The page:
No one else seemed to notice the old man who stared at me from the street for what had seemed like minutes, his matted beard and filthy clothing hanging off his emaciated body like so much Spanish moss, his vacuous eyes unblinking.
I was having lunch at one of the new restaurants in Napa with outdoor seating and had hoped to catch up on some emails and maybe even read the paper.
“Can I help you?” I finally asked.
“Maybe,” he said. His voice crackled and had the same effect on me as if he had been chewing tinfoil.
Maybe, I thought. Who was this guy?
“Do you understand the prophecy?” he asked and sat down in the empty seat across from me.
The man glared, his mouth agape, showing his few remaining teeth, yellow-orange, rotten and teetering at precarious angles, each seemingly ready to join its fallen brethren at any moment. A string of saliva hung from his lips and disappeared into his beard. My lunch was now officially ruined, and I hoped my waiter might come around and escort this vagrant away, but no one seemed to notice my predicament.
“What prophecy?” I asked.
“When the tree of money purchases the Roman poet then the end is near,” he said in a hoarse whisper.
I looked down at the table and sighed, thinking this guy was a total nutcase.
“Look,” I said, reaching for my wallet. “If I give you 20 bucks will you—”
Before I could finish the old man’s eyes flashed angrily and he thrust out his hand and grabbed my arm. His grip was surprisingly strong, and my attempt to extricate myself failed.
“What do you want from me?” I asked, trying to breathe slowly as my heart pounded in my neck and chest.
“The end is nigh,” he said without loosening his grip.
“What end, what are you talking about?” I asked, but I was thinking, who says “nigh” anymore?
“The end of the way it has been,” he said.
Still no sign of the waiter, and the people around us seemed to be going about their business without noticing a crazy old tramp harassing me.
“I’ve been reading the signs,” he said, his voice desperate. “They are everywhere if you just know how to see them.” His grip loosened and he released my arm.
I’d play along until I found a way out of this situation. I sat back and pointed to my water glass. He eyed me warily but then, in one rapid movement, took the glass and drank from it greedily.
“Can you tell me where I might see these signs?” I asked.
“Look at any of the artwork that Mondavi commissioned,” he said, and then he placed the glass back down on the table. On the rim there were tiny flecks of what looked like egg salad. I hoped the restaurant washed their glasses thoroughly before reusing them.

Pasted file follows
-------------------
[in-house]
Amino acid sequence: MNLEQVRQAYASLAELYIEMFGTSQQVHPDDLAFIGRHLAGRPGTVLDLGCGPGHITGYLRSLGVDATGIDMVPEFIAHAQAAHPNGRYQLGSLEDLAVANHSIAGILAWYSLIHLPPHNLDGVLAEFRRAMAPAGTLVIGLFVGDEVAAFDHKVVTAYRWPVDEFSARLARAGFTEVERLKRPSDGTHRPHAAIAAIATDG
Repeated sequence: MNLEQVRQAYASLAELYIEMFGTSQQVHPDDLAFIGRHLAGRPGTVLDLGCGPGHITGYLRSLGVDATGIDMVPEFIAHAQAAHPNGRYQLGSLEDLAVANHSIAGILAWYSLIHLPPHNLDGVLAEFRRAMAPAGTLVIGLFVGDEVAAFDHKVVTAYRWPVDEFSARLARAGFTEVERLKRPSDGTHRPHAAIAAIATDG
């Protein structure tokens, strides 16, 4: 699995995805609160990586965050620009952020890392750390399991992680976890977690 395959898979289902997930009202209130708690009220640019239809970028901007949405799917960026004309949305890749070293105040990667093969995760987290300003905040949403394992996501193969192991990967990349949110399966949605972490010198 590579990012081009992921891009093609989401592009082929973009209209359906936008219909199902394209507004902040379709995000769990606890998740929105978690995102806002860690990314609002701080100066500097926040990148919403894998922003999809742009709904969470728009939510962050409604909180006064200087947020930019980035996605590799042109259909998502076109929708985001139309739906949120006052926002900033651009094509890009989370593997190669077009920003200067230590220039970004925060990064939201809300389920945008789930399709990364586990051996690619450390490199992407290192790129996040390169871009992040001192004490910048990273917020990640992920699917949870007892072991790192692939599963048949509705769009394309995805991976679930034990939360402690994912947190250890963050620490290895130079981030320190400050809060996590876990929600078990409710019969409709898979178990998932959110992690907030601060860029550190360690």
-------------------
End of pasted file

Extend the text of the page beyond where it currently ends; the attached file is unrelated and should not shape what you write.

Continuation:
“The signs can be read in Mondavi’s artwork around the valley?” I repeated.
He nodded, his eyes softening and a small smile pulling at the corners of his lips.
“Not just the valley, but anywhere in the world,” he said.
Was this guy telling me that there was something akin to the Da Vinci Code hidden in art pieces around the Napa Valley, a sort of Mondavi Code, if you will?
“And what do these signs tell you?” I asked him and then sat back in my chair.
“That when the great dragon is consumed by the beast who wants to control all the highest beauty then the end is soon,” he said, his eyes now fixed on something in the sky.
I turned away. Still no waiter. What kind of place allows something like this to happen? Rare that a restaurant in the Napa Valley has such poor service. I had no plans to return.
When I looked back up the old man was staring at me again, his eyes now almost pleading.
“A tree of money,” I said in a moment of clarity. “Do you mean Silver Oak winery?”
The old man closed his eyes as if in relief and his head began to nod rhythmically.
“And the Roman poet, Ovid?”
He nodded, his shoulders now relaxed as he slumped in his chair.
“The dragon eaten by the beast, do you mean Schrader selling to Constellation and that Constellation now has near total control of all the To Kalon vineyards?”
The old man kept nodding, and he seemed even more ancient now as he slumped forward.
“The signs are everywhere, if you look,” he said, his voice barely audible.
“But why tell me these things?” I asked.
“Because my time is over,” he said.
He was growing smaller.
“I have done what I can do here,” his voice now distant. “It is now up to you and the others to tell the story.”
“It was easier to tell back then,” I said. “But now—”
“It was never easy,” he interrupted.
He’d grown even smaller and I leaned in. “Just tell me this,” I asked. “Do you know how it ends? Can that be found in the messages?”
I couldn’t tell if he nodded or was just shaking with laughter, but I heard no more. He had gone.
It took a few moments before I noticed the waiter standing next to the table. He’d come over to give me the check.
“Can I get you anything else?” he asked.
“No,” I said but then quickly added. “Do you know where I might view any local art commissioned by the Mondavis?” I asked.
“No idea,” he said. “Why?”
“Oh, it’s probably nothing, but there are a couple of things I want to look into,” I said.
After the waiter left I sat at the table for a long time. If there was some sort of code out there I was now on the hunt to break it. It would be dangerous and thankless work, but it was needed and necessary, if for nothing else than to satisfy my own curiosity.
Originally published in the Napa Register, July 2017